If you request relief after the 3-year period, but within 2 years from the time you paid the tax, the refund cannot be more than the tax you paid within the 2 years immediately before you filed your request for relief.
Factors for Determining Whether To Grant Equitable Relief
The IRS will consider all of the facts and circumstances in order to determine whether it is unfair to hold you responsible for the understatement or underpayment of tax. IRS will consider all factors and weigh them appropriately.
The following are examples of factors that may be relevant to whether the IRS will grant equitable relief.
- Whether you are separated (whether legally or not) or divorced from your spouse. A temporary absence, such as an absence due to imprisonment, illness, business, vacation, military service, or education, is not considered separation for this purpose. A temporary absence is one where it is reasonable to assume that the absent spouse will return to the household, and the household or a substantially equivalent household is maintained in anticipation of the absent spouse's return.
- Whether you would suffer a significant economic hardship if relief is not granted. (In other words, you would not be able to pay your reasonable basic living expenses.)
- Whether your former spouse has a legal obligation under a divorce decree or agreement to pay the tax. This factor will not weigh in favor of relief if you knew or had reason to know, when entering into the divorce decree or agreement, that your former spouse would not pay the income tax liability.
- Whether you received a significant benefit (beyond normal support) from the unpaid tax or item causing the understatement of tax. (For a definition of significant benefit, see Indications of Unfairness for Innocent Spouse Relief in Pub 971.)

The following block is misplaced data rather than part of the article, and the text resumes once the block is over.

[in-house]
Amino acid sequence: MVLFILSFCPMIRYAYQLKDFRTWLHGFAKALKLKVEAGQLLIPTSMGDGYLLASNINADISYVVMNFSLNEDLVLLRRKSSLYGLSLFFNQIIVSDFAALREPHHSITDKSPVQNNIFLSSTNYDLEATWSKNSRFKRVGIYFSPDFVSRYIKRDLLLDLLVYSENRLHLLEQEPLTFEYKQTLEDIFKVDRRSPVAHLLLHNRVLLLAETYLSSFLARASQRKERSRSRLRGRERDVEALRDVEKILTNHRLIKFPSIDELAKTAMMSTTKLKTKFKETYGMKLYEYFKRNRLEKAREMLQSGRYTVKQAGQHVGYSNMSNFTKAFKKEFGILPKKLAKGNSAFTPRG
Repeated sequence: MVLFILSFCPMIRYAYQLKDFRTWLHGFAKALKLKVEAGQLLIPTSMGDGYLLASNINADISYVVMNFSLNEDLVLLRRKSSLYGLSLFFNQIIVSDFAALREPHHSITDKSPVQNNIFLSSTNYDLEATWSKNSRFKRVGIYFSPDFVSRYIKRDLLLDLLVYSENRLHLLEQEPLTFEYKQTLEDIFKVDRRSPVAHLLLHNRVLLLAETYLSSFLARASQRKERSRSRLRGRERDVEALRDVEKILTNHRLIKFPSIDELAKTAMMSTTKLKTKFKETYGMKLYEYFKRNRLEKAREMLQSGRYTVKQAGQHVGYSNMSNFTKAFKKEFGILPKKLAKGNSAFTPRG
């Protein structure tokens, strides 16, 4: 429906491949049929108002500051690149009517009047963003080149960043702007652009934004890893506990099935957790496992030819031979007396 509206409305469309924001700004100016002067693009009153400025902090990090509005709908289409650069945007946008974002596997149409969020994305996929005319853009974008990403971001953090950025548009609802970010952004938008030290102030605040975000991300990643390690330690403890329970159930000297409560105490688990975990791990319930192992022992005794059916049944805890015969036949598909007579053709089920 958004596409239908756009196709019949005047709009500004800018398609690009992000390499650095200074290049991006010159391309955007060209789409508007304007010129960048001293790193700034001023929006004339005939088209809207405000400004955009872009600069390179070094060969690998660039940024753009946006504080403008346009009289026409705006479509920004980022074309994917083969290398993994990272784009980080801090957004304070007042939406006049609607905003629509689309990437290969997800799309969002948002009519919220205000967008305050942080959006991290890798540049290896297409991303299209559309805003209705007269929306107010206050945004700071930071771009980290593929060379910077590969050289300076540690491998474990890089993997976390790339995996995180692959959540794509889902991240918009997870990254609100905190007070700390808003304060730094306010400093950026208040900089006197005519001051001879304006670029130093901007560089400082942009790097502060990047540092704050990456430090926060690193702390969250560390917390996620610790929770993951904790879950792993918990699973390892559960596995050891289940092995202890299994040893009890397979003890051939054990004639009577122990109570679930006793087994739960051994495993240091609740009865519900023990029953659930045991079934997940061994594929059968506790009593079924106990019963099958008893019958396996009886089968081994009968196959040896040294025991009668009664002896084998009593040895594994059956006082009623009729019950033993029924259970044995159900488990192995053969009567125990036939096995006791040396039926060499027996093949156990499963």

- Whether you have made a good faith effort to comply with federal income tax laws for the tax year for which you are requesting relief or the following years.
- Whether you knew or had reason to know about the items causing the understatement or that the tax would not be paid, as explained next.
Knowledge or Reason to Know
In the case of an underpayment of tax, the IRS will consider whether you did not know and had no reason to know that your spouse (or former spouse) would not pay the income tax liability.
In the case of an income tax liability that arose from an understatement of tax, the IRS will consider whether you did not know and had no reason to know of the item causing the understatement. Reason to know of the item giving rise to the understatement will not be weighed more heavily than other factors. Actual knowledge of the item giving rise to the understatement, however, is a strong factor weighing against relief. This strong factor may be overcome if the factors in favor of equitable relief are particularly compelling.
In determining whether you had reason to know, the IRS will consider your level of education, any deceit or evasiveness of your spouse (or former spouse), your degree of involvement in the activity generating the income tax liability, your involvement in business and household financial matters, your business or financial expertise, and any lavish or unusual expenditures compared with past spending levels.
You and your spouse filed a joint 2009 return. That return showed you owed $10,000. You had $5,000 of your own money and you took out a loan to pay the other $5,000. You gave two checks for $5,000 each to your spouse to pay the $10,000 liability. Without telling you, your spouse took the $5,000 loan and spent it on himself. You and your spouse were divorced in 2010. In addition, you had no knowledge or reason to know at the time you signed the return that the tax would not be paid. These facts indicate to the IRS that it may be unfair to hold you liable for the $5,000 underpayment. The IRS will consider these facts, together with all of the other facts and circumstances, to determine whether to grant you equitable relief from the $5,000 underpayment.
Factors Weighing in Favor of Equitable Relief
The following are examples of factors that will weigh in favor of equitable relief, but will not weigh against equitable relief.
- Whether your spouse (or former spouse) abused you.
- Whether you were in poor mental or physical health on the date you signed the return or at the time you requested relief.